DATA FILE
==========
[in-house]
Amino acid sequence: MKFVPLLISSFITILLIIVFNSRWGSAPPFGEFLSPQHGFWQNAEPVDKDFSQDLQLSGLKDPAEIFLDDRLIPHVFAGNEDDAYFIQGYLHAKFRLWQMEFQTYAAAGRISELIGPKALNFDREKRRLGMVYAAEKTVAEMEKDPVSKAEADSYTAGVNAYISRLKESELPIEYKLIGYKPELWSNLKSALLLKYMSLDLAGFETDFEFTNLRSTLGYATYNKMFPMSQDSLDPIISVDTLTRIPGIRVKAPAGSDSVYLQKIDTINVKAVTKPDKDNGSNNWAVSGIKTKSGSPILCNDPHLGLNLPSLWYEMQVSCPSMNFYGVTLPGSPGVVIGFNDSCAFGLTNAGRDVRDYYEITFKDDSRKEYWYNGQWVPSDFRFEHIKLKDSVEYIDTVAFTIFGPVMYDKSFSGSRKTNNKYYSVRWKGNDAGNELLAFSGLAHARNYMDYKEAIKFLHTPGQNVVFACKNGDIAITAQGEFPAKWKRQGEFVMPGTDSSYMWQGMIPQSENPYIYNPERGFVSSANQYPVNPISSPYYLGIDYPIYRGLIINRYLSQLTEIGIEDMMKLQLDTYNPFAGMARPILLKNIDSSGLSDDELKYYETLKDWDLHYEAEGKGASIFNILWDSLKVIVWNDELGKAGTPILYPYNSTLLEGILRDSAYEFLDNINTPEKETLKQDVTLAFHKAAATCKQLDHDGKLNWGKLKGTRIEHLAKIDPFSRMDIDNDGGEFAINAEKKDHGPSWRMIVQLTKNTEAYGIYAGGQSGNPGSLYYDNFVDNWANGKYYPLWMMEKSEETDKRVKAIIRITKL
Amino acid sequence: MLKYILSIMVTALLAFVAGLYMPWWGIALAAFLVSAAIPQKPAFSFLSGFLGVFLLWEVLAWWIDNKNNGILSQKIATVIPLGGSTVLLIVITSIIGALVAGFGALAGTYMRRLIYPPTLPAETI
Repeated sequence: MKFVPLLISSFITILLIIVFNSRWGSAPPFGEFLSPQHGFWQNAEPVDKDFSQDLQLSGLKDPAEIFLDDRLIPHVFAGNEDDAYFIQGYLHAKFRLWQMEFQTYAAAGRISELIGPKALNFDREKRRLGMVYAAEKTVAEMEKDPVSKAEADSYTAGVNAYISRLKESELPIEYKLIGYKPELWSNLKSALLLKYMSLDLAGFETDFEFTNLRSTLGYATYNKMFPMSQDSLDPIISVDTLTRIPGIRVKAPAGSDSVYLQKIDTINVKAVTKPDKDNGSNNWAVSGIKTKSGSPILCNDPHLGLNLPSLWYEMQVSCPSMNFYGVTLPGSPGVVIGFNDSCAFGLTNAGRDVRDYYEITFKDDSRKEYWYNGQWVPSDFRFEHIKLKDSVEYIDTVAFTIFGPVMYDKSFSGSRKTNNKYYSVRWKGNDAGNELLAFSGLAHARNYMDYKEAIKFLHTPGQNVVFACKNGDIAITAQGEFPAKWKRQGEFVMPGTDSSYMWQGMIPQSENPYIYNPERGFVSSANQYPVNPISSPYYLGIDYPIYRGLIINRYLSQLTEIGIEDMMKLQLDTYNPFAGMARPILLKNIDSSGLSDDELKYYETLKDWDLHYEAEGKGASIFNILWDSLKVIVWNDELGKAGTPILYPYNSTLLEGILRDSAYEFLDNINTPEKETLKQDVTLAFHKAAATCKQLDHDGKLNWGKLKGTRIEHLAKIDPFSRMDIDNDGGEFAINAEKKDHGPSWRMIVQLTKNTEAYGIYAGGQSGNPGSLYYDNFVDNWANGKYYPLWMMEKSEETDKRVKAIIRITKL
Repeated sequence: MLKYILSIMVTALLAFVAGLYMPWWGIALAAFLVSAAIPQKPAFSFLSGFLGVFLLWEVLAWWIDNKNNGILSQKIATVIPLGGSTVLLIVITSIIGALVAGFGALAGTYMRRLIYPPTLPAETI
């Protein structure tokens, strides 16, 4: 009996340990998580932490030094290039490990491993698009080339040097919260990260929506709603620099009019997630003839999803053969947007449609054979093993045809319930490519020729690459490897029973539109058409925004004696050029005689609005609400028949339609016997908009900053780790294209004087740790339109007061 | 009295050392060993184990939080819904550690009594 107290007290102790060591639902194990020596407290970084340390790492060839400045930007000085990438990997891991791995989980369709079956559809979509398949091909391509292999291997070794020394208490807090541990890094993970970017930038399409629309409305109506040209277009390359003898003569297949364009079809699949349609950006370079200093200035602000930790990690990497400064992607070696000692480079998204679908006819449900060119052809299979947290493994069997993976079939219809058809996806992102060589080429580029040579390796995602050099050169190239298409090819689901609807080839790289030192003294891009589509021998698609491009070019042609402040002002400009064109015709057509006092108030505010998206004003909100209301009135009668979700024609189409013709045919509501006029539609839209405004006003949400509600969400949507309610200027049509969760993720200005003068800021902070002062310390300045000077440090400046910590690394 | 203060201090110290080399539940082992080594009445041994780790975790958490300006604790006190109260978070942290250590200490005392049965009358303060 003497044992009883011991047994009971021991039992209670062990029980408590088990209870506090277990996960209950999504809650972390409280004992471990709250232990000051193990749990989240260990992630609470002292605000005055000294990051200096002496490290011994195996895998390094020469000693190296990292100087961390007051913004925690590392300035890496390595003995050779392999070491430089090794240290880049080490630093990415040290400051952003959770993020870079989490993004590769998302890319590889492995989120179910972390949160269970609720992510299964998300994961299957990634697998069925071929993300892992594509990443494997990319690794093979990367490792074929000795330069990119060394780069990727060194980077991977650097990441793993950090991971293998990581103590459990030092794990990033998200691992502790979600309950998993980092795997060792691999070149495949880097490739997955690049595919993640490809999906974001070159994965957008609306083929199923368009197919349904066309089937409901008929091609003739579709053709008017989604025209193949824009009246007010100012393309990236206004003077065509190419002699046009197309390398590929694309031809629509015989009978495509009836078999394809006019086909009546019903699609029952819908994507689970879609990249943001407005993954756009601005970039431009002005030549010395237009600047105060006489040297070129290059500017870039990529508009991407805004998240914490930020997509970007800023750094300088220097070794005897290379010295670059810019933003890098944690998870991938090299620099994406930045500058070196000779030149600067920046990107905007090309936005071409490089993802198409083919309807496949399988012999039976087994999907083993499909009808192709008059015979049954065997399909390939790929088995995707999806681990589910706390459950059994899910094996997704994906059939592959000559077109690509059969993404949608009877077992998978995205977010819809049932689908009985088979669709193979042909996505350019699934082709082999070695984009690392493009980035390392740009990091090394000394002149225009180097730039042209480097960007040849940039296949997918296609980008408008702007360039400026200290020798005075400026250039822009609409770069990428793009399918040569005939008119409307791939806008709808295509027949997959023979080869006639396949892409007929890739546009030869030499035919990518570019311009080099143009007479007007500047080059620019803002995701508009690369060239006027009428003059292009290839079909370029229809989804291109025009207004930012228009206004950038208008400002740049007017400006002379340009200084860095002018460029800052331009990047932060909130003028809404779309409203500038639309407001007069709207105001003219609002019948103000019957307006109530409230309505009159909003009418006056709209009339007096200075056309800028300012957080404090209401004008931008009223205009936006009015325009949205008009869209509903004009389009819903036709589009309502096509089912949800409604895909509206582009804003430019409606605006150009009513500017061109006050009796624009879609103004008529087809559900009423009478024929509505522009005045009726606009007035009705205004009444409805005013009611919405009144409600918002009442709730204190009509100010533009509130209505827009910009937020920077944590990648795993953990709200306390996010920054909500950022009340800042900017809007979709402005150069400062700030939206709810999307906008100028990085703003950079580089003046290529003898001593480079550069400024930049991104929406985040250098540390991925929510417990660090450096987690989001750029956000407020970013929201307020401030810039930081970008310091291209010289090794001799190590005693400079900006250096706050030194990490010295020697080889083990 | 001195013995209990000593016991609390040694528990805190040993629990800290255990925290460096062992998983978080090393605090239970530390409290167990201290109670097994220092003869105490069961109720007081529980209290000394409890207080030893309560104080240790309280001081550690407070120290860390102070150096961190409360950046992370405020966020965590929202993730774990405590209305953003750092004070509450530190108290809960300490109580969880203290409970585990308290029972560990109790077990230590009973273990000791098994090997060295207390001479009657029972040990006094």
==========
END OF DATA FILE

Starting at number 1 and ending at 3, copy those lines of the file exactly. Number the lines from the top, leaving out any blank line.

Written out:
[in-house]
Amino acid sequence: MKFVPLLISSFITILLIIVFNSRWGSAPPFGEFLSPQHGFWQNAEPVDKDFSQDLQLSGLKDPAEIFLDDRLIPHVFAGNEDDAYFIQGYLHAKFRLWQMEFQTYAAAGRISELIGPKALNFDREKRRLGMVYAAEKTVAEMEKDPVSKAEADSYTAGVNAYISRLKESELPIEYKLIGYKPELWSNLKSALLLKYMSLDLAGFETDFEFTNLRSTLGYATYNKMFPMSQDSLDPIISVDTLTRIPGIRVKAPAGSDSVYLQKIDTINVKAVTKPDKDNGSNNWAVSGIKTKSGSPILCNDPHLGLNLPSLWYEMQVSCPSMNFYGVTLPGSPGVVIGFNDSCAFGLTNAGRDVRDYYEITFKDDSRKEYWYNGQWVPSDFRFEHIKLKDSVEYIDTVAFTIFGPVMYDKSFSGSRKTNNKYYSVRWKGNDAGNELLAFSGLAHARNYMDYKEAIKFLHTPGQNVVFACKNGDIAITAQGEFPAKWKRQGEFVMPGTDSSYMWQGMIPQSENPYIYNPERGFVSSANQYPVNPISSPYYLGIDYPIYRGLIINRYLSQLTEIGIEDMMKLQLDTYNPFAGMARPILLKNIDSSGLSDDELKYYETLKDWDLHYEAEGKGASIFNILWDSLKVIVWNDELGKAGTPILYPYNSTLLEGILRDSAYEFLDNINTPEKETLKQDVTLAFHKAAATCKQLDHDGKLNWGKLKGTRIEHLAKIDPFSRMDIDNDGGEFAINAEKKDHGPSWRMIVQLTKNTEAYGIYAGGQSGNPGSLYYDNFVDNWANGKYYPLWMMEKSEETDKRVKAIIRITKL
Amino acid sequence: MLKYILSIMVTALLAFVAGLYMPWWGIALAAFLVSAAIPQKPAFSFLSGFLGVFLLWEVLAWWIDNKNNGILSQKIATVIPLGGSTVLLIVITSIIGALVAGFGALAGTYMRRLIYPPTLPAETI